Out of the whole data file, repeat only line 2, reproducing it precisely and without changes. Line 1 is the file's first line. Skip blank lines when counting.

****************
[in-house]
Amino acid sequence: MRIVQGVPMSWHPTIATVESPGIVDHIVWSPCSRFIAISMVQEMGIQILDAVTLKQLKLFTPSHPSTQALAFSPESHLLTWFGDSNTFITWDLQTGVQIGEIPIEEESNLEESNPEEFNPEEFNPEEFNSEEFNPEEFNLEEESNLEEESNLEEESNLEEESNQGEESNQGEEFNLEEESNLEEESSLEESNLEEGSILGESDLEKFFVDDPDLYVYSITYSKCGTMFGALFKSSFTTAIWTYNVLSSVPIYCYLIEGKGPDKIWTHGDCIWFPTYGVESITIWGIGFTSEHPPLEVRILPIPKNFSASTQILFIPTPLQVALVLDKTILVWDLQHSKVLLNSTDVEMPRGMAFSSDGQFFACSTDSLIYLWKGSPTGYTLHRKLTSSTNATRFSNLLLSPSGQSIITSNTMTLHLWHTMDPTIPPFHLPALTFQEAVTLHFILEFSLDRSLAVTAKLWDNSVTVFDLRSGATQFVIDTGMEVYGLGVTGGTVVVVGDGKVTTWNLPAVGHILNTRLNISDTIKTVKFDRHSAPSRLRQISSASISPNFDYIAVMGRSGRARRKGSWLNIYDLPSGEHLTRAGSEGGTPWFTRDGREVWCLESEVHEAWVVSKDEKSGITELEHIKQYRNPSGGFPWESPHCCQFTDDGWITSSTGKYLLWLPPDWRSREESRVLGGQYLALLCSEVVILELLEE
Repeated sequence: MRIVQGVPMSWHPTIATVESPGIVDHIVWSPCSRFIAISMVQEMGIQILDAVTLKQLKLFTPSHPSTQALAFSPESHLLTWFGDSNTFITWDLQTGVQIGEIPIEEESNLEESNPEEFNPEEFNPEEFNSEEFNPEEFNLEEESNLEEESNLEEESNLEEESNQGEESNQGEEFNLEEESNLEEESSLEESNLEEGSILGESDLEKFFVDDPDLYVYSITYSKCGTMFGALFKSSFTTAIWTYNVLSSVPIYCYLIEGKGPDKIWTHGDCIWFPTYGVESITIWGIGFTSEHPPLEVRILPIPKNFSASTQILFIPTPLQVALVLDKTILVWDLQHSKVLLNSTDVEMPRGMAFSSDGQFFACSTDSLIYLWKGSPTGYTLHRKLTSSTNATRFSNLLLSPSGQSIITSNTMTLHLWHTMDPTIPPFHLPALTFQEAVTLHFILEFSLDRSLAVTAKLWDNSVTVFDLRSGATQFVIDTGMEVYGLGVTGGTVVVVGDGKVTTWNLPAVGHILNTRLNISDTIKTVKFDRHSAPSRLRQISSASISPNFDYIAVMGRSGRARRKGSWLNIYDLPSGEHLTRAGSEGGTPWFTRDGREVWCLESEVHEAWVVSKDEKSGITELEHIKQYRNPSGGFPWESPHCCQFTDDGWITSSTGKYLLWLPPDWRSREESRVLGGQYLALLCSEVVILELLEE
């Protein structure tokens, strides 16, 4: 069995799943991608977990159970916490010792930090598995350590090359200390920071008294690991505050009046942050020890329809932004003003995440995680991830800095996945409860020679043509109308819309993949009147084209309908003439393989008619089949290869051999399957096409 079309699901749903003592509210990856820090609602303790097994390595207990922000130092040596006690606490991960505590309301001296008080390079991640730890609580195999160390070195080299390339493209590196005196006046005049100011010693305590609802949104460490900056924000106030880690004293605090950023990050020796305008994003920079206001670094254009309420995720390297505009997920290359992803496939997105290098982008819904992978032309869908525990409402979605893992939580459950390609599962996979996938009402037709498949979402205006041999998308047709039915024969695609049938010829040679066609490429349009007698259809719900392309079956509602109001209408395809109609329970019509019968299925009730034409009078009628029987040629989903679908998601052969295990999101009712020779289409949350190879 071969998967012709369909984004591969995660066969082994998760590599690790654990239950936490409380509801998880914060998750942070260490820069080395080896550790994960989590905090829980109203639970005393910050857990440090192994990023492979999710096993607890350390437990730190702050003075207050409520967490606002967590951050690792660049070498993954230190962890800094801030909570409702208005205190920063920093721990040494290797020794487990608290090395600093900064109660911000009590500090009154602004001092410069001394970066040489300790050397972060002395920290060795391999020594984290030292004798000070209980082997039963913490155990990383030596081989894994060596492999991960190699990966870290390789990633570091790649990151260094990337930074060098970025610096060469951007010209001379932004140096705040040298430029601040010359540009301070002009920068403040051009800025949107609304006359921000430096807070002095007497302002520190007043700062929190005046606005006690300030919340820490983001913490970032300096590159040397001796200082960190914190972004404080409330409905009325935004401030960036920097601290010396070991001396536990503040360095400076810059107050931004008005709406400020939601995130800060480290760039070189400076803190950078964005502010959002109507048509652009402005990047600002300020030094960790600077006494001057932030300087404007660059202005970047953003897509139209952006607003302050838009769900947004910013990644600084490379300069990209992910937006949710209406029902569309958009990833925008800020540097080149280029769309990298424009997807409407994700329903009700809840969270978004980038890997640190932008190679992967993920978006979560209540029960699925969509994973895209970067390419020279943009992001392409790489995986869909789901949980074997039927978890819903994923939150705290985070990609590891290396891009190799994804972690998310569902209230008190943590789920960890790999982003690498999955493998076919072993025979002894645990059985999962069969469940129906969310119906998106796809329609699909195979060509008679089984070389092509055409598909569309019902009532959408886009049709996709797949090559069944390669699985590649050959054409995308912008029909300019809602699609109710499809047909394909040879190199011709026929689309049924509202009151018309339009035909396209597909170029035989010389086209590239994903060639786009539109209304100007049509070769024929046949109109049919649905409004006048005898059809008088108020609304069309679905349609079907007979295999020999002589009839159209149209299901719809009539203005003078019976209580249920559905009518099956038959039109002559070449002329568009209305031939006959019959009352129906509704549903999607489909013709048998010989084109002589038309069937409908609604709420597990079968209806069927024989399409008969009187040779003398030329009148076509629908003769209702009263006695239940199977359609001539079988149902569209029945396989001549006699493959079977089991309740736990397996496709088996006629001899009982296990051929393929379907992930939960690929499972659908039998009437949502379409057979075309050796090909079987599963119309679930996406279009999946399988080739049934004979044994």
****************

Amino acid sequence: MRIVQGVPMSWHPTIATVESPGIVDHIVWSPCSRFIAISMVQEMGIQILDAVTLKQLKLFTPSHPSTQALAFSPESHLLTWFGDSNTFITWDLQTGVQIGEIPIEEESNLEESNPEEFNPEEFNPEEFNSEEFNPEEFNLEEESNLEEESNLEEESNLEEESNQGEESNQGEEFNLEEESNLEEESSLEESNLEEGSILGESDLEKFFVDDPDLYVYSITYSKCGTMFGALFKSSFTTAIWTYNVLSSVPIYCYLIEGKGPDKIWTHGDCIWFPTYGVESITIWGIGFTSEHPPLEVRILPIPKNFSASTQILFIPTPLQVALVLDKTILVWDLQHSKVLLNSTDVEMPRGMAFSSDGQFFACSTDSLIYLWKGSPTGYTLHRKLTSSTNATRFSNLLLSPSGQSIITSNTMTLHLWHTMDPTIPPFHLPALTFQEAVTLHFILEFSLDRSLAVTAKLWDNSVTVFDLRSGATQFVIDTGMEVYGLGVTGGTVVVVGDGKVTTWNLPAVGHILNTRLNISDTIKTVKFDRHSAPSRLRQISSASISPNFDYIAVMGRSGRARRKGSWLNIYDLPSGEHLTRAGSEGGTPWFTRDGREVWCLESEVHEAWVVSKDEKSGITELEHIKQYRNPSGGFPWESPHCCQFTDDGWITSSTGKYLLWLPPDWRSREESRVLGGQYLALLCSEVVILELLEE